Civil Partnerships: The Governing Law in the UK

Civil partnerships in the UK have all the rights and obligations that arise under marriage, so dissolutions of civil partnerships are comparable to matrimonial divorce obligations. However, there are a few differences between marriage and civil partnerships. For example, a civil partnership cannot be entered into on or in religious premises. Additionally, in a civil partnership there cannot be a simultaneous religious ceremony at the time the civil partnership is registered. The signing of the civil partnership schedule creates the legal relationship between the parties.

You can only end a civil partnership by a formal dissolution, in much the same way as a marriage can only be dissolved by a divorce. The two most common facts relied upon to obtain a civil partnership dissolution are:

  • That one partner has behaved in such a way that the other cannot reasonably be expected to continue to live with the other;
  • That the parties have been separated for at least two years and they jointly consent to the dissolution.

Simply serving a notice cannot dissolve a civil partnership.

Financial Claims

As with divorcing couples, civil partners have substantial rights and obligations towards one another, including:

  • A claim for a share in property
  • Payment of capital
  • Maintenance
  • Pension sharing

It is likely that assets built up during the civil partnership and any prior cohabitation will be divided equally.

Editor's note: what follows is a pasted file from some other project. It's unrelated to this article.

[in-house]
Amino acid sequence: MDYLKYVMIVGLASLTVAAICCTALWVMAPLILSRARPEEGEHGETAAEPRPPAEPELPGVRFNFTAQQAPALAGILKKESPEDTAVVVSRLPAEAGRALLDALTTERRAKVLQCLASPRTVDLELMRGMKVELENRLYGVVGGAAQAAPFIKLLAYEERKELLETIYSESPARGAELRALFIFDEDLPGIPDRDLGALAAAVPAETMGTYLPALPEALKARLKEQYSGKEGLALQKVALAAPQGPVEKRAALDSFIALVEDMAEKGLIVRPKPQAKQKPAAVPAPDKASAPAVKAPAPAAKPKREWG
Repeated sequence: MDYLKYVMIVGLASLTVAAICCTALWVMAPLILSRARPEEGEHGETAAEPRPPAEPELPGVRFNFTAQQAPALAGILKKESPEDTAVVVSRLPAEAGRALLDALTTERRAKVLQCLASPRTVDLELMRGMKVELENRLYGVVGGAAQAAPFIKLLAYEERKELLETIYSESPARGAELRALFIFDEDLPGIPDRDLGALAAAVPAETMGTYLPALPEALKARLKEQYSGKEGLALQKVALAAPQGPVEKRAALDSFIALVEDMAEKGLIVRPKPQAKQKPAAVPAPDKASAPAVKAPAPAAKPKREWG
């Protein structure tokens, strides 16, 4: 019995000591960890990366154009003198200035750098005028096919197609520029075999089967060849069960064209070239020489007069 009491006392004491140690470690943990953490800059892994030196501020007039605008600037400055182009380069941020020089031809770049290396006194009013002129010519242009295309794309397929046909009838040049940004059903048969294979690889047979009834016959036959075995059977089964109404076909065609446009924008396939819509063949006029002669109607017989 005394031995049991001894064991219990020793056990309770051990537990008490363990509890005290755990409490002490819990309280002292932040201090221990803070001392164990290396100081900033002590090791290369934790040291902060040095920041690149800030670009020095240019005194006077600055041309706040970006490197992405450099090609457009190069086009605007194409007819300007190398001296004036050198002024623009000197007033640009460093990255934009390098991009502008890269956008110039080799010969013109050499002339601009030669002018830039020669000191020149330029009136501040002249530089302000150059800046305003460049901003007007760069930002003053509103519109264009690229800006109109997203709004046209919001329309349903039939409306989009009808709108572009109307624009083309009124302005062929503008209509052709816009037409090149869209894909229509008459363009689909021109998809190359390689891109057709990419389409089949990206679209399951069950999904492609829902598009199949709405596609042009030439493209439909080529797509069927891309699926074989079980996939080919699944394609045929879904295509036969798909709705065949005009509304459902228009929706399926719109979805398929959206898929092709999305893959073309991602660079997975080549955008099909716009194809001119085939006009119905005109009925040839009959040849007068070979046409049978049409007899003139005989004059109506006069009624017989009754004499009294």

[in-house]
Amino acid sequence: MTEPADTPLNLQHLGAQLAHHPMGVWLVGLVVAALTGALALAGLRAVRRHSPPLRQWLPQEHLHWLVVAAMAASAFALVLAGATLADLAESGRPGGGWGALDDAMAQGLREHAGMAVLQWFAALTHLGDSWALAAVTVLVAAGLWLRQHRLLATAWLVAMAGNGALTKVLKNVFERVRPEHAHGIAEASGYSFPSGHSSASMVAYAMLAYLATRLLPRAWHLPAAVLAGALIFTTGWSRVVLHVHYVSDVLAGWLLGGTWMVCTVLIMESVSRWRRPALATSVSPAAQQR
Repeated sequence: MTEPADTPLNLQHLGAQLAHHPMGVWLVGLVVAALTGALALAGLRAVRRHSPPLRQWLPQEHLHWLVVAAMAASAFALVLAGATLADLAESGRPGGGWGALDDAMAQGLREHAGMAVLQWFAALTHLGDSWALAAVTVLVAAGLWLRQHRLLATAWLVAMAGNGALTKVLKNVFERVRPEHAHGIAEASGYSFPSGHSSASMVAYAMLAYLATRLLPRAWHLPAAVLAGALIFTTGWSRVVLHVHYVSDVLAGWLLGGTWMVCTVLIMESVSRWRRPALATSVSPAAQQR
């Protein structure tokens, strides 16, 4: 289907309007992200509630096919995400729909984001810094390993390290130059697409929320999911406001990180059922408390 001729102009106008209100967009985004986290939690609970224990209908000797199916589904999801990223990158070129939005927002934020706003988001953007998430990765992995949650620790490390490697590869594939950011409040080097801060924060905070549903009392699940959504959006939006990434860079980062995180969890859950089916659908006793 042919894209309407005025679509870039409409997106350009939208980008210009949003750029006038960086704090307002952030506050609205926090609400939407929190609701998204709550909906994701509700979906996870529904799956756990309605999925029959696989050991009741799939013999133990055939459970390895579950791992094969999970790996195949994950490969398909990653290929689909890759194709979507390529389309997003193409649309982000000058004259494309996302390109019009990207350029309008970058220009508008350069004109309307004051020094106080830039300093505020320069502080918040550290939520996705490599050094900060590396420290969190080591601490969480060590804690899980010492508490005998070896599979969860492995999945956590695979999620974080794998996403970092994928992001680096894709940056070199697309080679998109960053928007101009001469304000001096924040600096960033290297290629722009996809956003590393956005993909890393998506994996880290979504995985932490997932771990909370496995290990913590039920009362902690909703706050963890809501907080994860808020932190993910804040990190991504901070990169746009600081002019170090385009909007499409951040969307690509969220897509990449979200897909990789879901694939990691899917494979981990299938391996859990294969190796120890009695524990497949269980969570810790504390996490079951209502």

Issues Regarding Children

One of the significant differences between civil partnerships and marriage is the legal consequences for same-sex couples arising from having fertility treatment at a licensed clinic. The non-biological parent of a child of a same-sex couple will not automatically become a parent as a matter of law. After entering into a civil partnership, a civil partner will have the same rights in respect to a non-biological child as does a step-parent. It will be possible to obtain parental responsibility for the child by agreement with the biological parent. With parental responsibility, the non-biological parent will be able to apply for other orders under s8 of the Children Act 1989.

Death and Tax

Entering a civil partnership automatically invalidates any pre-existing will. It is therefore important to make a new will in contemplation of registering the civil partnership, or immediately thereafter.

With respect to taxes, civil partnerships are treated in the same manner as marriage. This is particularly important in terms of inheritance tax. The estate of a civil partner can pass to the surviving partner free of tax. The only disadvantage to equal tax treatment is that it is only possible to own one property as a principal private residence in terms of capital gains tax.